Good point, man. Thanks!

I did this several times during 2009 - 2013 to take advantage of  matket lows. I would not do it currently unless you could fall back on your 401K or other savings to keep your house if things went south in a big way. I used Pentagon Federal  Credit Union for my home equity loans and was very satisfied.

Good info. The market is definitely up from 2010, but I think it all goes back to the numbers. If the purchase price is right today and rents offset the loan, repairs, and tenant turnover, then you can probably withstand a market correction and the loan will be that much closer to being paid off.



Originally posted by @Justin Wotring :

Hey everyone, 

2nd post here on BP and a newbie to RE investing. I've been soaking up info like a sponge through these forums, BP Podcast, and some audiobooks, as well as doing some research on Zillow, Trulia, etc. Here's my situation:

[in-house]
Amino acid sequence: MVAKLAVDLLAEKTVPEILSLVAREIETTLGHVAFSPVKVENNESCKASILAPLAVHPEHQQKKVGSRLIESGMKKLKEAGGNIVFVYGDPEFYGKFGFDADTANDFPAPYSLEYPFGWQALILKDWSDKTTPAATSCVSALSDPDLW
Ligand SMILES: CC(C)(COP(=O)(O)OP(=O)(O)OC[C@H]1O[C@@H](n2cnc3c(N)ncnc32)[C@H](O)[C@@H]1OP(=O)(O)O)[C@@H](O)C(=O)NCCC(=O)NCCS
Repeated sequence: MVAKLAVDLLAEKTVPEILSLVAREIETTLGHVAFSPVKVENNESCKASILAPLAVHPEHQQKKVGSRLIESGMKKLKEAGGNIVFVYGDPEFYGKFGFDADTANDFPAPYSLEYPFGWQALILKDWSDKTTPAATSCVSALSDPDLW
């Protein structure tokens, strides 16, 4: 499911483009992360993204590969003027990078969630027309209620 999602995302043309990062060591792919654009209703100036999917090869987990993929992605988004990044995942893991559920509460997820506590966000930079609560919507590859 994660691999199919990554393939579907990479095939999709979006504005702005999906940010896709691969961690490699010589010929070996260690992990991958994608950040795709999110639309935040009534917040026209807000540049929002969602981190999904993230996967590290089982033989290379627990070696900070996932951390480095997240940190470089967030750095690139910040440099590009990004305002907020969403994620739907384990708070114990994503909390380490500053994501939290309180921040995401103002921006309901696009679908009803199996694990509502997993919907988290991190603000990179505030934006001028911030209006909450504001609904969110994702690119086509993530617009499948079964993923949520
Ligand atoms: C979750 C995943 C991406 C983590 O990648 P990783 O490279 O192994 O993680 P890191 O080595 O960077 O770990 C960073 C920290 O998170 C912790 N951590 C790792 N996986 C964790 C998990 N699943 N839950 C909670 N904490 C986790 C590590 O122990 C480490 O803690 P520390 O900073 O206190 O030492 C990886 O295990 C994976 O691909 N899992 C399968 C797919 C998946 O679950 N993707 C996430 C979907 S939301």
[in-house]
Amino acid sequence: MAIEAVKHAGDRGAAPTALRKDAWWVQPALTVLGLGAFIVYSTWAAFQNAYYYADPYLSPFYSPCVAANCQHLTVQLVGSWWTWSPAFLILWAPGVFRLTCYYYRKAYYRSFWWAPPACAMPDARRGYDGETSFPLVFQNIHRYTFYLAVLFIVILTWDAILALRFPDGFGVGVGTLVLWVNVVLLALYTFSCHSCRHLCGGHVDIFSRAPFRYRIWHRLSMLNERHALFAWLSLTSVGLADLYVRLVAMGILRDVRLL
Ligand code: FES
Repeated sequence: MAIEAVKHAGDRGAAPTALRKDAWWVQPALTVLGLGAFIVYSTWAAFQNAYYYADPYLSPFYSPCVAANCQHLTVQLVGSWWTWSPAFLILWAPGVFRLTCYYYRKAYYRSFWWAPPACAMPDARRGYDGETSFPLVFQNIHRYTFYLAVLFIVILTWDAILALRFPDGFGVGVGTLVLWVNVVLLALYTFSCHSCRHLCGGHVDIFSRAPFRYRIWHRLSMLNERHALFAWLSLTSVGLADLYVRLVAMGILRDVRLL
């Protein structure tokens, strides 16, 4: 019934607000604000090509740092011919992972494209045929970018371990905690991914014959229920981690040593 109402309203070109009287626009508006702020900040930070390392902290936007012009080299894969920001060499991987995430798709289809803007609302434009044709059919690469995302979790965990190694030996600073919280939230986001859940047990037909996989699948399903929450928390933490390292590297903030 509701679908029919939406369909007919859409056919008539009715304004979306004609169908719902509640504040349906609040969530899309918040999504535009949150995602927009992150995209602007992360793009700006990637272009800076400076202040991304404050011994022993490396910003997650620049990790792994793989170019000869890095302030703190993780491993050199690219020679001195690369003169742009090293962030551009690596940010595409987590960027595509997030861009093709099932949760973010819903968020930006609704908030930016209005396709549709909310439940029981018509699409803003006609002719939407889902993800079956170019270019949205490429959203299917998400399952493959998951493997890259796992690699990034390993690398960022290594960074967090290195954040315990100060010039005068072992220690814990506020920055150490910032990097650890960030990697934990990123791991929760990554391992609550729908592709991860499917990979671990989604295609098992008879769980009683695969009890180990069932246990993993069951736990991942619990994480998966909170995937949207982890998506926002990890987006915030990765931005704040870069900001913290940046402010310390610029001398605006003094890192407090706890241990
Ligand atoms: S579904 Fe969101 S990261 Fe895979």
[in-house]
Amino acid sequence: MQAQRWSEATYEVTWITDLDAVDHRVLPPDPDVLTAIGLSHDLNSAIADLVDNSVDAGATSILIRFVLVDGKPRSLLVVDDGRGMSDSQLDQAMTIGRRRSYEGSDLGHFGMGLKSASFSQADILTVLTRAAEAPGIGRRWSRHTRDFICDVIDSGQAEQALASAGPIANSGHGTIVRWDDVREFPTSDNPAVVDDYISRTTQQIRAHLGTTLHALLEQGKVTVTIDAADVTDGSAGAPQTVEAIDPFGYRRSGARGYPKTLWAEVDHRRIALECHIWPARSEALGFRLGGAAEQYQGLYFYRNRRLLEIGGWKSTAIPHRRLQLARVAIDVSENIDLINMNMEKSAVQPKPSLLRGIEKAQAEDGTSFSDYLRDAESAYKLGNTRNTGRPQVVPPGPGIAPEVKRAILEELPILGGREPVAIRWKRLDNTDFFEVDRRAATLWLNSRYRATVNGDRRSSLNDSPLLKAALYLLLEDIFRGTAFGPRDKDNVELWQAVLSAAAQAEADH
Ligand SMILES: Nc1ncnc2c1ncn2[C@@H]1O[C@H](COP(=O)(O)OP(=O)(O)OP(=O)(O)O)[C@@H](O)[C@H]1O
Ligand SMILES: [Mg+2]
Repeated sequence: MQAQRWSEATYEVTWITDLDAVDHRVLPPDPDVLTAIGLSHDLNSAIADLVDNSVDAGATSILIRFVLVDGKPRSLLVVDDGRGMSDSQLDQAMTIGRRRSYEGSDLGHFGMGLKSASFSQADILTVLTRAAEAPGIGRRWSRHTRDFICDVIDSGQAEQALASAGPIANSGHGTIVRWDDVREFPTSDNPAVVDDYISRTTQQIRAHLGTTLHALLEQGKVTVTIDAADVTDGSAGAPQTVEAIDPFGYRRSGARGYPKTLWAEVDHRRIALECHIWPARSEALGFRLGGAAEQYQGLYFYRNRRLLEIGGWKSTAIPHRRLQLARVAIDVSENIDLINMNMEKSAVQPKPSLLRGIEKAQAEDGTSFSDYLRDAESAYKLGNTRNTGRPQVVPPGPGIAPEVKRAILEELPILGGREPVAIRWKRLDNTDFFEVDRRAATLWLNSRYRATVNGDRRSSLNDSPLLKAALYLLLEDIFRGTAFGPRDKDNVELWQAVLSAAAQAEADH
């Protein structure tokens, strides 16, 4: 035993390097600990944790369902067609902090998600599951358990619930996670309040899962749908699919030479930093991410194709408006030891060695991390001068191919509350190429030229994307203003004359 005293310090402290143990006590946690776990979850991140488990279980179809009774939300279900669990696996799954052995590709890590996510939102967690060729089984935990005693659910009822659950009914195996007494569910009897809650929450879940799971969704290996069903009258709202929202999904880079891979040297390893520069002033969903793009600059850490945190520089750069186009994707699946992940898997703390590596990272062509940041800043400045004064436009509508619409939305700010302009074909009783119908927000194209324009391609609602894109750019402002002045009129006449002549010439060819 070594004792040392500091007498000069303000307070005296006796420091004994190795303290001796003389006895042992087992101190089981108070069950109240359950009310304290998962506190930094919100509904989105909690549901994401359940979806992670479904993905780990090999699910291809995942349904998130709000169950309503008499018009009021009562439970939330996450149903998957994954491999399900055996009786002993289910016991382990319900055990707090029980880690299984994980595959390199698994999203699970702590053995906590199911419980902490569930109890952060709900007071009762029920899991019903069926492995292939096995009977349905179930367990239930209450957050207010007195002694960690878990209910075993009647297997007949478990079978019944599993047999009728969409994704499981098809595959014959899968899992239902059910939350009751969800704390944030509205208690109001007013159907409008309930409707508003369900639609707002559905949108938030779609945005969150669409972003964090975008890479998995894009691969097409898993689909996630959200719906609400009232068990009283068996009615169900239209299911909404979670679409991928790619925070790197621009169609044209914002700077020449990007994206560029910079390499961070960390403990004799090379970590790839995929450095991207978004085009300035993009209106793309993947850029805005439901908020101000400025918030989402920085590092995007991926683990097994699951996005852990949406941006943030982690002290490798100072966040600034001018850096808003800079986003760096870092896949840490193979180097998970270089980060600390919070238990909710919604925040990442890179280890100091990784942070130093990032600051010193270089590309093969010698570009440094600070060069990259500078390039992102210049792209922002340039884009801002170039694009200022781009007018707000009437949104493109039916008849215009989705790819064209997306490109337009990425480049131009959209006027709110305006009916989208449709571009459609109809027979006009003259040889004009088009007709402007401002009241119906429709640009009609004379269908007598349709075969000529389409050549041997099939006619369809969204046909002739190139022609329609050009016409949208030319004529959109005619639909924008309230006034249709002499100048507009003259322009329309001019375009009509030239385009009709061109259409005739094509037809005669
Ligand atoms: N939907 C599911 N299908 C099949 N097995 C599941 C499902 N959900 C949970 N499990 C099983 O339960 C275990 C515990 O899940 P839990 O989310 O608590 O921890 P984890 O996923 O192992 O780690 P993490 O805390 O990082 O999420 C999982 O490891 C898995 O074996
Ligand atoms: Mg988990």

I'm looking through my options for capital on a single or multi-family rental property. I have some cash in savings, but I'd like to keep that on hand should any emergencies arise. Let's say my primary residence is valued at 650k and my mortgage is 350k. A quick HELOC calculator check from Chase.com tells me that at 80% LTV, I may qualify for up to 170k in credit. I most likely won't be taking that much, as I'd like to get my feet wet on my first investment with a down payment of 20k plus an extra 10-15k on rehab/reserves. My question is, if we were to move from our primary residence 1-2 years after the HELOC, how does the credit payback work, if at all? Can some of the profit from the sale be used to pay back the credit? Also, if anyone has had good/bad experiences with a HELOC please share.